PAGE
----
Development Through International Economic Integration: Institutional Change to Accommodate Foreign Direct Investment in Brazil and China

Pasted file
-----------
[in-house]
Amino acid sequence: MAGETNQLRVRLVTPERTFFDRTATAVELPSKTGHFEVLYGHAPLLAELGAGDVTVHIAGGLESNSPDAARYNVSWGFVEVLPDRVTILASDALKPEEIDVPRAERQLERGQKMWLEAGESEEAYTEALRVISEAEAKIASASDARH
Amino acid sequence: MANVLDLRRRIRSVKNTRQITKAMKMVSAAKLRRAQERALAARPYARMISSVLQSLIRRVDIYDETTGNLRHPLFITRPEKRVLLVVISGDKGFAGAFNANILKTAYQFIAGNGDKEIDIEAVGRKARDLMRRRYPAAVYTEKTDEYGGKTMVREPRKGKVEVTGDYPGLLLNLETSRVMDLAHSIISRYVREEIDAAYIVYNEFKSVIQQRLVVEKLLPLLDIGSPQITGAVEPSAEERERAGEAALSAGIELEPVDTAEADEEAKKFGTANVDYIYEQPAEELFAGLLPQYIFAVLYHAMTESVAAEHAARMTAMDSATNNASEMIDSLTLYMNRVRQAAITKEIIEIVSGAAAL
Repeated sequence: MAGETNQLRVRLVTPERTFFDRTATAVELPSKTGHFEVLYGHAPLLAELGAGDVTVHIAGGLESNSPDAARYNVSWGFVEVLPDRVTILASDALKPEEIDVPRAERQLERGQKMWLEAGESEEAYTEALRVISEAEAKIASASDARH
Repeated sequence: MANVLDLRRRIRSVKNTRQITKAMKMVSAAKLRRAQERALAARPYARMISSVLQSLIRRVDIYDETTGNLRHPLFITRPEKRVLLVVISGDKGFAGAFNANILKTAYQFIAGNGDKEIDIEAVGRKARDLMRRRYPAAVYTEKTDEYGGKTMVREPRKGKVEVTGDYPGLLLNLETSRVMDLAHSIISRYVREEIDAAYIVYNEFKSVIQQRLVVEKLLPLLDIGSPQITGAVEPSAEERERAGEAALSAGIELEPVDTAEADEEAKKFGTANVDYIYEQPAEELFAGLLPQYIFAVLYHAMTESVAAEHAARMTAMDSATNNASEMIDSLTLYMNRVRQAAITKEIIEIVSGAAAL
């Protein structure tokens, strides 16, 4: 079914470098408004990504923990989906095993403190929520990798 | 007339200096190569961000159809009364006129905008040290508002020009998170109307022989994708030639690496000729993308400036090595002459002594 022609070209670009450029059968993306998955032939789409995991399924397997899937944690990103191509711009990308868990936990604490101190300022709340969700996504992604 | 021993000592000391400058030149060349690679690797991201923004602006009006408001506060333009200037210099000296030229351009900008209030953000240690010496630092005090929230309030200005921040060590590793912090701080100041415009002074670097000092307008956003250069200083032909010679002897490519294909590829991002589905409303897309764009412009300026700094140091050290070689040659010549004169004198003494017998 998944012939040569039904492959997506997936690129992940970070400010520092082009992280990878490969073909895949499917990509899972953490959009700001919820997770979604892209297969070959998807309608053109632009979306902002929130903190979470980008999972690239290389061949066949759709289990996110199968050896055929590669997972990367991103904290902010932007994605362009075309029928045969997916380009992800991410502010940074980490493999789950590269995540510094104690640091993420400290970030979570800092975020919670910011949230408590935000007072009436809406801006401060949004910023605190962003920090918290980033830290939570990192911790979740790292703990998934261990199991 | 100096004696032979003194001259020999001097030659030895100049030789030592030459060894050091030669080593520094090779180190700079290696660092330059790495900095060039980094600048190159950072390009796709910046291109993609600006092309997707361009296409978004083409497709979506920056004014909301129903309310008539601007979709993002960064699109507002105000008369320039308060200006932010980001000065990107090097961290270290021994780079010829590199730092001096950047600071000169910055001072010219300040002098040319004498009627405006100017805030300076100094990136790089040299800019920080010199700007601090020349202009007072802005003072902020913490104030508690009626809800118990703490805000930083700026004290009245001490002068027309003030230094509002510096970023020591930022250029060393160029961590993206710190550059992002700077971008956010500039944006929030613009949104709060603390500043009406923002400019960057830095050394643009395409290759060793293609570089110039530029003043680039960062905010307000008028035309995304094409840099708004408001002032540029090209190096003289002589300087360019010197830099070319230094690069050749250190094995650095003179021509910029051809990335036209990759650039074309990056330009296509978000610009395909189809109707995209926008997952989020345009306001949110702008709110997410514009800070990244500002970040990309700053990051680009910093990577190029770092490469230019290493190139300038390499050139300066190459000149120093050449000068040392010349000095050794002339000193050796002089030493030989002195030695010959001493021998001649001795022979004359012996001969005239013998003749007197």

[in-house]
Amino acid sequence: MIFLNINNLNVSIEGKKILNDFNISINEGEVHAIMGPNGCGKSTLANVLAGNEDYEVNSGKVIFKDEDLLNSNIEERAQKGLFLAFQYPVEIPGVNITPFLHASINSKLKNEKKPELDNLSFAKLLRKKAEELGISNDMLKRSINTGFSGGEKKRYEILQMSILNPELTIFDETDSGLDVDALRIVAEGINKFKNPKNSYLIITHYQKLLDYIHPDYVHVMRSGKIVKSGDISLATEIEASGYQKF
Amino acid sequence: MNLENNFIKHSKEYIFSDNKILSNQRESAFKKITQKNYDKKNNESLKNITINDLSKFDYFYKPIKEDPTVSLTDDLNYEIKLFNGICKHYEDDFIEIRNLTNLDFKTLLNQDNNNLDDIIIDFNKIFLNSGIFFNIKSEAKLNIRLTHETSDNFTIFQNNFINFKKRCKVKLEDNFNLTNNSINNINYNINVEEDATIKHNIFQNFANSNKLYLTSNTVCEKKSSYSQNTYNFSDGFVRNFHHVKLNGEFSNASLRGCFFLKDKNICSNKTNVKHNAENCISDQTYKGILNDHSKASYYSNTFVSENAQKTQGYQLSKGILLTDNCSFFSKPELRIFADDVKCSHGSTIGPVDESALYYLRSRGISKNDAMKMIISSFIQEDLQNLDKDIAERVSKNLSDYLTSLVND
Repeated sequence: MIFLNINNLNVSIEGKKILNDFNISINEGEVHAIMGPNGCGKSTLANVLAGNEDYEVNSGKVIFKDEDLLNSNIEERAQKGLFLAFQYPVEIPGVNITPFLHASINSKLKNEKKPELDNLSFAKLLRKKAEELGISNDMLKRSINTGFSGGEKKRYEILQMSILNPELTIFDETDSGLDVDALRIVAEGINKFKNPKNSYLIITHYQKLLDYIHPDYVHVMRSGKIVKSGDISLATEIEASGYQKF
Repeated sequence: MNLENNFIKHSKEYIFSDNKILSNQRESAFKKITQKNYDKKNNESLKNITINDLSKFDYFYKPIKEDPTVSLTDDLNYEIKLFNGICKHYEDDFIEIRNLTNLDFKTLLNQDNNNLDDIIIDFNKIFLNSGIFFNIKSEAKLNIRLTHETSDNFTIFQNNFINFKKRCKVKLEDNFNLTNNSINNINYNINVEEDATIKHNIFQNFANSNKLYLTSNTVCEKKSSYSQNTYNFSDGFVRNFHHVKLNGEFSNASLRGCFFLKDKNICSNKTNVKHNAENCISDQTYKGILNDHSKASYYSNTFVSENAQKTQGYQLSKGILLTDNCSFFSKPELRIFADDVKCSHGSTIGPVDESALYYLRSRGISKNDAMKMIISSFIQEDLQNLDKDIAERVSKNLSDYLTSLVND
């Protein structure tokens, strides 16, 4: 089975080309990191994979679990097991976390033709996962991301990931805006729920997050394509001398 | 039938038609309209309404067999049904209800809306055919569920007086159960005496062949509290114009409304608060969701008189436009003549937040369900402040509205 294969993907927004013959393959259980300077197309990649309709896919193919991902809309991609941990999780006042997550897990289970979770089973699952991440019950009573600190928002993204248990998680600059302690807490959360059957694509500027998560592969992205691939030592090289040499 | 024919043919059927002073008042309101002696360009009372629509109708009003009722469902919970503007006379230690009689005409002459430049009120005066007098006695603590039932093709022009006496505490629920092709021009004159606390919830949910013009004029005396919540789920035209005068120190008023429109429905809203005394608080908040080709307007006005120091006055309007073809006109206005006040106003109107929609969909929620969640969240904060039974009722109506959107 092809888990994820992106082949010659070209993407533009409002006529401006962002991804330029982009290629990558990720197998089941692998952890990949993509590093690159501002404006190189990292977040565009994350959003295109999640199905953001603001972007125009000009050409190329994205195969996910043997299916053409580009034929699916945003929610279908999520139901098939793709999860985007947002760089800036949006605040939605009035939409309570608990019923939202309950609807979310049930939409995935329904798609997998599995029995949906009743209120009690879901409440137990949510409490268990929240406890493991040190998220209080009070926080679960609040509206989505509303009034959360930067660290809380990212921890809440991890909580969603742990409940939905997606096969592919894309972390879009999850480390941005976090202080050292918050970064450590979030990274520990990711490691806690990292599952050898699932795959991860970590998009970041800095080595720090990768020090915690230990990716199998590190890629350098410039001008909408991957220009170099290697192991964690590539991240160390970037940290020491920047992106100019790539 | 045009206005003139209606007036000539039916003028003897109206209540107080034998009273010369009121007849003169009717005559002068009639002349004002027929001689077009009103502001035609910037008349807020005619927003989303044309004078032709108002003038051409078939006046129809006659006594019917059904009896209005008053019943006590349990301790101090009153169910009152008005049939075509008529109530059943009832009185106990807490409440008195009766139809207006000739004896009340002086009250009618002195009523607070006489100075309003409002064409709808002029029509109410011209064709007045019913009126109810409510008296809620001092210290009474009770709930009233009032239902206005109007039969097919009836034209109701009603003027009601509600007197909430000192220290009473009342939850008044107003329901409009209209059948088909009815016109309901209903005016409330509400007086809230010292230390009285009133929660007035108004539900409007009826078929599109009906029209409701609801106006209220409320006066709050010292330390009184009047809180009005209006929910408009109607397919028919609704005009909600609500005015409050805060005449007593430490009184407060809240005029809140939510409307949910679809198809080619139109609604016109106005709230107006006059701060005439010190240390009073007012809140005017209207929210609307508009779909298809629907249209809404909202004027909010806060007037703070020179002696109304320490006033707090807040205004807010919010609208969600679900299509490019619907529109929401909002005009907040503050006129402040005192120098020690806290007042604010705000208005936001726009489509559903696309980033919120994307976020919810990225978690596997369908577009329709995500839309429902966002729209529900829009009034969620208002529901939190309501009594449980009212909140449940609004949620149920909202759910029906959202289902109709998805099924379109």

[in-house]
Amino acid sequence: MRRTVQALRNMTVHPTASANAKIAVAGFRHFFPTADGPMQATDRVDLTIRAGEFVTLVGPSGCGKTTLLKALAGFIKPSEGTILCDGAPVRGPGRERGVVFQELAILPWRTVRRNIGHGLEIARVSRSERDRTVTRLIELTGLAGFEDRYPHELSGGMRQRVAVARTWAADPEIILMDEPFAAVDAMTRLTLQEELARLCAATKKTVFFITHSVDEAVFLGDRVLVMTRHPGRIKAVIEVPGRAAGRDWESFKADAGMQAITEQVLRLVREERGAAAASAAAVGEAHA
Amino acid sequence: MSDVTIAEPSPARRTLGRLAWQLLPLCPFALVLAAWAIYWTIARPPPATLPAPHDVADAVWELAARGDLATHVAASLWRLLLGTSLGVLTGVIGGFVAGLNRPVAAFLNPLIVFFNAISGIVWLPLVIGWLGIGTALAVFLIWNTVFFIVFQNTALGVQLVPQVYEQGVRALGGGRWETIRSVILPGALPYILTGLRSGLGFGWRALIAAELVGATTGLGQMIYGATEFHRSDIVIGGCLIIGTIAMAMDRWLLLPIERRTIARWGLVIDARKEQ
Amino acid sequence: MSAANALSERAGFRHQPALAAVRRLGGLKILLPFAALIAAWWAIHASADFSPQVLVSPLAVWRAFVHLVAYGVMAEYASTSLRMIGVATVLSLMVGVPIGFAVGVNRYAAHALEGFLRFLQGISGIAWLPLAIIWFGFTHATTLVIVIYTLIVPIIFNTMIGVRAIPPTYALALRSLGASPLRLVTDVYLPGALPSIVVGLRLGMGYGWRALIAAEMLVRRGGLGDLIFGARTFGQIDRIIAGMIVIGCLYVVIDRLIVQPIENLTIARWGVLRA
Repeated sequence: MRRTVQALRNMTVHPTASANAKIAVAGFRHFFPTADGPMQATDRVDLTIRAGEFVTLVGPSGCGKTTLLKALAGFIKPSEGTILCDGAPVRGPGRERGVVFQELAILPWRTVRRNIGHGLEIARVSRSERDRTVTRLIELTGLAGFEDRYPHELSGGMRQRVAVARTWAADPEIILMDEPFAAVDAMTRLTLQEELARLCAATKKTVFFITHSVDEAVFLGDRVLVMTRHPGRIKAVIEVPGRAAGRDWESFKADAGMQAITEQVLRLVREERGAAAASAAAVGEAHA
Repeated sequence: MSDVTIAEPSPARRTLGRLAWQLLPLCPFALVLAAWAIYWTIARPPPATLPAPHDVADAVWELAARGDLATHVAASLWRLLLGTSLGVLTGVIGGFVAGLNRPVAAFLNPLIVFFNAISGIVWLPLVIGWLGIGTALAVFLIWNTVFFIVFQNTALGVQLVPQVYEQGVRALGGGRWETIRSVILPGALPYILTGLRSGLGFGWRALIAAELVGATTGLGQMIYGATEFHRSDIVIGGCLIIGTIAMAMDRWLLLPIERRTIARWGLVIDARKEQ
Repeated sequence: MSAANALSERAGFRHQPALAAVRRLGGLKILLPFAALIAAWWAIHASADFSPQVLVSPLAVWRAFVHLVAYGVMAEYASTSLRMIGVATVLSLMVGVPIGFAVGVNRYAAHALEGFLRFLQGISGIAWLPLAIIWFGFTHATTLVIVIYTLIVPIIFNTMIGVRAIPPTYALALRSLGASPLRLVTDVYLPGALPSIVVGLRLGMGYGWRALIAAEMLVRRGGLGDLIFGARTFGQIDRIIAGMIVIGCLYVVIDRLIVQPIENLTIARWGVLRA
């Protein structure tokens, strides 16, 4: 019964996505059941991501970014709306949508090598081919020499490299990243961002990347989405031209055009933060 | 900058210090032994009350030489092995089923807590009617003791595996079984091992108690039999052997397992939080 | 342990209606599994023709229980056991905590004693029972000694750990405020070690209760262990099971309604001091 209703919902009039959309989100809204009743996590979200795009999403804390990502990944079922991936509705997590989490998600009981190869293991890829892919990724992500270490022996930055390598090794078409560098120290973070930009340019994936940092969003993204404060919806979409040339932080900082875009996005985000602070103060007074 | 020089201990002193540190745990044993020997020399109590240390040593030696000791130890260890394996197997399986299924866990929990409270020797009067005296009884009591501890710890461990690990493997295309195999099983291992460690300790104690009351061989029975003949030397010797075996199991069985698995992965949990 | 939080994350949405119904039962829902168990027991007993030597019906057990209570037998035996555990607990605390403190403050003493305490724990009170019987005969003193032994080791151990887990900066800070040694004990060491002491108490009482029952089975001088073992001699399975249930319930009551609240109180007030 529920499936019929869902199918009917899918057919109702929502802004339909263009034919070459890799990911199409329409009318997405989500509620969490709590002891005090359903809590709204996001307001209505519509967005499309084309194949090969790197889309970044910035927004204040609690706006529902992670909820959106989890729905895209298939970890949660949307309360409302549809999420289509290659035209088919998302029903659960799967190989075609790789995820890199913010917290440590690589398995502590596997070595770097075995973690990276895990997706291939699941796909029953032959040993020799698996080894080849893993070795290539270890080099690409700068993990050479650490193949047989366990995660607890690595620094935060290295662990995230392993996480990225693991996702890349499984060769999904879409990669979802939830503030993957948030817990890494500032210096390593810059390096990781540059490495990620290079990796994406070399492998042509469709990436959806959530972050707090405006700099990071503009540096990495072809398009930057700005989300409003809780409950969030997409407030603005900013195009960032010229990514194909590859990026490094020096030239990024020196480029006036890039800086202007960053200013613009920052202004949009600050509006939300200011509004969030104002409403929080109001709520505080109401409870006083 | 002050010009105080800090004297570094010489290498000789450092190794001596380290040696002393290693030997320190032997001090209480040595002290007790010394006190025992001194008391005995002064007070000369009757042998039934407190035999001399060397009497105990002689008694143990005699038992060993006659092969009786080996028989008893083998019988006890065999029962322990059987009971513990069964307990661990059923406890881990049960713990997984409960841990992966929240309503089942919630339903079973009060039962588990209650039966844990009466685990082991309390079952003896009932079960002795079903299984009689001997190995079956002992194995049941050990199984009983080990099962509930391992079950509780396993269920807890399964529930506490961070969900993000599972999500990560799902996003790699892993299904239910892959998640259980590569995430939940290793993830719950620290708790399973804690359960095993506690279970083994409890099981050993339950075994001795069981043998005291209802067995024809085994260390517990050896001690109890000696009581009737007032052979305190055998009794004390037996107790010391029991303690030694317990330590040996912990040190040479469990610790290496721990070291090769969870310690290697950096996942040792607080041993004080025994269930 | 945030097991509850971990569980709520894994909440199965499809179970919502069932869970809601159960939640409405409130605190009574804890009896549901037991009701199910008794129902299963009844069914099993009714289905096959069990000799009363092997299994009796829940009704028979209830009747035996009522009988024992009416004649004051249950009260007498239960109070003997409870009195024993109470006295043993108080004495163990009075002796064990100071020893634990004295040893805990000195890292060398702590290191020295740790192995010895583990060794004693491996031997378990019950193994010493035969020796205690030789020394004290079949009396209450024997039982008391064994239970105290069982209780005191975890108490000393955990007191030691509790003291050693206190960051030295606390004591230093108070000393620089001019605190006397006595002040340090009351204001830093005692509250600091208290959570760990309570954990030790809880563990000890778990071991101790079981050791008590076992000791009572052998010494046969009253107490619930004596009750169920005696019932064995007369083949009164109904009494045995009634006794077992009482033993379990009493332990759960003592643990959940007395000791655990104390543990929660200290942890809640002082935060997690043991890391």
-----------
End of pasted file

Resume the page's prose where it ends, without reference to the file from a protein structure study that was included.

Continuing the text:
Abstract: Foreign Direct Investment (FDI) that was mainly flowing to developing countries before the Second World War, became increasingly concentrated among developed economies since the aftermath of the war. A similar increase in the concentration of other capital flows and trade followed suit during the many decades in which the liberal post-war international order was far from being global. In the late 20th century, increased international willingness to expand global markets was matched by changes in the economic policy of developing countries, originating a process that started to reshape economic geography and reorient FDI flows and other economic flows. Eventually, in the wake of the 2008 global financial crisis, developing countries would again receive the bulk of global FDI flows. This paper argues that the primary reason for the new distribution of FDI is the way that institutional change at the global level interacted with institutional change within countries. As such, this interaction will also define the endurance of this reorientation. To sustain this point, the paper takes the cases of China and Brazil and demonstrates that the change in the incentive structure provided by the international environment around the end of the Cold War and the creation of the WTO, was accompanied by major institutional transformations in Brazil and in China along which greater integration with the global economy was pursued. FDI that was always present in Brazil gained a new relevance, while in China it would emerge during the reform era in a way that is responsible for a large part of the unprecedented growth experienced by the country. This study also shows that well defined policies are critically important to harness FDI to further induce higher goals of development at large.